Former Secretary of State Hillary Clinton called ''fake news'' a danger that must be addressed quickly, in a rare public appearance on Thursday. Rough Cut (no reporter narration).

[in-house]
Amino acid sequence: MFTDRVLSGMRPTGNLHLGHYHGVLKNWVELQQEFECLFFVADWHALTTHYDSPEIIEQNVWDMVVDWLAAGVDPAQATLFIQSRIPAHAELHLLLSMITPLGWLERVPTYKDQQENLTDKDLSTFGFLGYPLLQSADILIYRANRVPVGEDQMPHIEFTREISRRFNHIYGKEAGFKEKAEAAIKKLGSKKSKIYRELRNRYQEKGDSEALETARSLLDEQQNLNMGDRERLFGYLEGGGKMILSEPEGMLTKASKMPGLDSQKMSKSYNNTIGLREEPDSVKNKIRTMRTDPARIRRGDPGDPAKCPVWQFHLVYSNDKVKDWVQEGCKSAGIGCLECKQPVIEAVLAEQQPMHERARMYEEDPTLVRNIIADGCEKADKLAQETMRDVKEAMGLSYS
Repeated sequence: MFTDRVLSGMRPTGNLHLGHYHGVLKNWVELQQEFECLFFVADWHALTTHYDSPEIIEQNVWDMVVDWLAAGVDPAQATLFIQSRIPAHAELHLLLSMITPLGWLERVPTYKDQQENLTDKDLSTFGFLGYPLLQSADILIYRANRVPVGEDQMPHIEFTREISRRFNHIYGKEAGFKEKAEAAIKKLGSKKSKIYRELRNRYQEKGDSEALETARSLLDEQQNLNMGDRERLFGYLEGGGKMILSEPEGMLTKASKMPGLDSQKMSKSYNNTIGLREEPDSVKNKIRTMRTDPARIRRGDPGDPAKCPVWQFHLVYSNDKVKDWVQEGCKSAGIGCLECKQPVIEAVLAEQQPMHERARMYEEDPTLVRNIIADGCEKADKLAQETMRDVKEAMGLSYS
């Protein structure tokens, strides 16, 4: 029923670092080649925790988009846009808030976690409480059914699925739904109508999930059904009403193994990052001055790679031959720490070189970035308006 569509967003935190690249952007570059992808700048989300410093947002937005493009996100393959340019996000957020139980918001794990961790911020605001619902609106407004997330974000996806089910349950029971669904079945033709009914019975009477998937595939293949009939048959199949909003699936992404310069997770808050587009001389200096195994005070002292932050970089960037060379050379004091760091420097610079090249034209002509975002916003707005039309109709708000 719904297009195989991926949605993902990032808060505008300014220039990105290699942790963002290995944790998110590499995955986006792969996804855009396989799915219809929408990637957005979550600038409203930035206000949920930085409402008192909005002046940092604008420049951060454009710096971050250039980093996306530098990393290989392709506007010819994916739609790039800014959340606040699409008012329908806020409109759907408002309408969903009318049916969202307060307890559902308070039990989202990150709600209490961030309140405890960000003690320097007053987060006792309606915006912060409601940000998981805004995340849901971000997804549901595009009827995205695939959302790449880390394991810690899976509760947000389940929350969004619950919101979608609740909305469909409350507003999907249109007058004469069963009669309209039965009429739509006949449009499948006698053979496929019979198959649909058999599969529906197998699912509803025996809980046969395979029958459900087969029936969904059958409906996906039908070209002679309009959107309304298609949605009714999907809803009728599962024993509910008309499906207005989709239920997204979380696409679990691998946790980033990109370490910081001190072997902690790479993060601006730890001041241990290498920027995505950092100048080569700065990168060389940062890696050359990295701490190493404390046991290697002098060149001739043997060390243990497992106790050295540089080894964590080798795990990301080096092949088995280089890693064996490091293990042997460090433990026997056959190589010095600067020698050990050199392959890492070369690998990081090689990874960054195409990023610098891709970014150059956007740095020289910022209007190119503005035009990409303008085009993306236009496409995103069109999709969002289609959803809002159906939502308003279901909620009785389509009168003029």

ROUGH CUT (NO REPORTER NARRATION) STORY: Former Secretary of State Hillary Clinton called "fake news" a danger that must be addressed quickly, in a rare public appearance on Thursday, a month after she lost the presidential election in a campaign marked by a flood of such propaganda. "We must stand up for our democracy," Clinton said during a tribute to retiring Senate Democratic Leader Harry Reid, referring to what she called "the epidemic of malicious fake news and false propaganda that flooded social media over the past year." Clinton urged action from both the private and public sectors to combat the false reports. "It's now clear that so-called 'fake news' can have real-world consequences. This isn't about politics or partisanship. Lives are at risk. Lives of ordinary people just trying to go about their days, to do their jobs, contribute to their communities," she said. Clinton herself has been a target of fake news, with internet postings claiming that a pizza restaurant in Washington was fronting a child sex ring run by Clinton. On Sunday, a North Carolina man wielding an assault rifle fired a gun inside the restaurant, located in northwest Washington just a few miles from Thursday's ceremony, according to police, who said the suspect told them he had come to "investigate" a fake news report. Clinton's appearance at the Thursday event, packed with mostly Democratic elected officials, including Vice President Joe Biden, was greeted with a standing ovation and raucous applause. Clinton, also a former senator who served with Reid, made a wry reference to the relatively low profile she has kept since Republican Donald Trump won the Nov. 8 presidential election, referring to "a few weeks of taking selfies in the woods." She indirectly acknowledged her defeat as she began her tribute to Reid: "This is not exactly the speech at the Capitol I hoped to be making after the election." The new U.S. president delivers an inaugural address on Jan. 20, standing on a large platform erected every four years on the west front of the Capitol building.